I think what you’re on a different page on AL, is that Mike is talking about preparing for a sales call not writing. His bullet list is for self not others.

    Your comment, however, is also a great writing post.

    As far as my self-critique goes . . . I do get a bit intense for some folks. There’s just no getting past that. :)

    Thanks for the ideas of distillation and love. That’s a nice way to frame it for the next time.

  11. says

    Yeh, I think I picked up on the sales letter bits in Mike’s post – I’m rather looking forward to seeing what he’s going to think of my semi-WAG’s about how to get started on writing that sales letter or article…

  12. says

    Soory Al, there were a lot of different things going on at once and only Liz and I were aware of all the parts.

    #1 – The bullets are for her. To prepare for the interaction with the client, as the client will not give a rats patootie about features.

    #2 – the disinterested part is for during the meeting. You’ve heard the phrase Speed Kills, well, it’s the same thing in a face to face, email or other personal interaction…Enthusiasm Kills. I don’t remember when it happened, but somewhere in the past, people started to shy away from enthusiasm and now you have to exhude disinterest, or you’ll scare them away.

    This isn’t a catch-all and not for every situation, but if you start the show disinterested and move up the scale as the meeting progresses and they feel like they are the ones controlling the level, they’ll take the bait and get hooked.

    If you start out too happy and go down, they feel like you’ve lost interest in them and you’ve lost the chance to get ’em to hook themselves.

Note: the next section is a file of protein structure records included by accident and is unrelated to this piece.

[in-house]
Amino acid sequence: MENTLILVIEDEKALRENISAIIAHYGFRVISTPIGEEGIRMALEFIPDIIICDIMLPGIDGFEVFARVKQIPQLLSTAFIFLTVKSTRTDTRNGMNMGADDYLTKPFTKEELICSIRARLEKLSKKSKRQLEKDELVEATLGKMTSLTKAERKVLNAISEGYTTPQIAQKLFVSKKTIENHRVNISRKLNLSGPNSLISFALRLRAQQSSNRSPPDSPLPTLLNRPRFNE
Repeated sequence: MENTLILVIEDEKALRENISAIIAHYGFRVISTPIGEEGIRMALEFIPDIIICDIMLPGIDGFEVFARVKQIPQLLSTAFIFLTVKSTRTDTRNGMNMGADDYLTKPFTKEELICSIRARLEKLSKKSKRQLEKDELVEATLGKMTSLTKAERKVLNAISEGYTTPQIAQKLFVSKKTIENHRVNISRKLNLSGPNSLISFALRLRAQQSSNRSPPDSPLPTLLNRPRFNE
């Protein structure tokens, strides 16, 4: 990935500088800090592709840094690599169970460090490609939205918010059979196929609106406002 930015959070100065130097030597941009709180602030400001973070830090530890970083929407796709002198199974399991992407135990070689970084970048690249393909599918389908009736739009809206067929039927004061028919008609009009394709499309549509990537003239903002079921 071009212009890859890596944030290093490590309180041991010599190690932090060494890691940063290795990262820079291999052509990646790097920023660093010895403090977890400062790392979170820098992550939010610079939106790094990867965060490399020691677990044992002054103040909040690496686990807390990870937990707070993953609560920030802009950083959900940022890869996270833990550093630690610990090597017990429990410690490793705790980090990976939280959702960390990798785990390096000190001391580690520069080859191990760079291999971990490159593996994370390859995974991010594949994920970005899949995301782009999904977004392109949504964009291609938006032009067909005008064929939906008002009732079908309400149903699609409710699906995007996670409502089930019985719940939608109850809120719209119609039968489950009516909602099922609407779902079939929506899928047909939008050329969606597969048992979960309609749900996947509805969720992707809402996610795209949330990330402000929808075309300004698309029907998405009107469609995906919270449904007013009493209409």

Boils down to people want to buy, not be sold.

    Maybe that will help you understand what we weren’t saying !

  13. says

    Yeah, I see where we get our wires crossed. I write, period. For various reasons I’m not much into leaving the house, so I tend to ignore the bits that are about actually talking to people face-to-face since that isn’t something I do much of. So when I saw your posts, I started thinking in terms of sales letters, not meetings and presentations…

    One of my own mental filters I should be better at adressing, I suppose. I can see where letting your potential client perceive a rising level of engagement from you during the meeting can work out – perhaps especially if you think through the “narrative” you want for the meeting beforehand. I think I’m riffing off Seth Godin’s All Marketers are Liars, (or storytellers) here – you want to help shape the narrative of you as brand, and your company.

    Anyway, from that perspective it might be handy to look into theatrical structure for a three-act improv theatre performance, if you want to riff off Seth too and see what you can do to improve your control of the story in a live setting. But that’s as far as my current level of WAG’ing takes me, as I really don’t do face to face meetings, and it’s been years since I did improv theatre.

    So, with that in mind, what’s your professional opinion of my semi-WAG’s so far?

  14. says

    If you start out too happy and go down, they feel like you’ve lost interest in them and you’ve lost the chance to get ‘em to hook themselves.

    Boils down to people want to buy, not be sold

    WoW Those are valuable sound bytes of information. I’m making a post out of the comments in this section there.

    Thanks again, Mike. You’re a fabulouse coach.

  15. says

    Hi AL,
    My professional opinion??? My opinion is that you’re ringing true about where you’re coming from and that what you say works for a writer. I like the idea of preparing for an improv as a storyteller.

  16. says

    This can help bloggers in a tight cash-flow crunch:

    Generous George has just awarded their 30th Grant Award. Generous George, a giving organization gives out 1 award per day to needy Americans. The awards (maximum amount $1,000.00) are given to people who post their request at and are then awarded by the Generous George editorial board based on the most heartfelt story that day.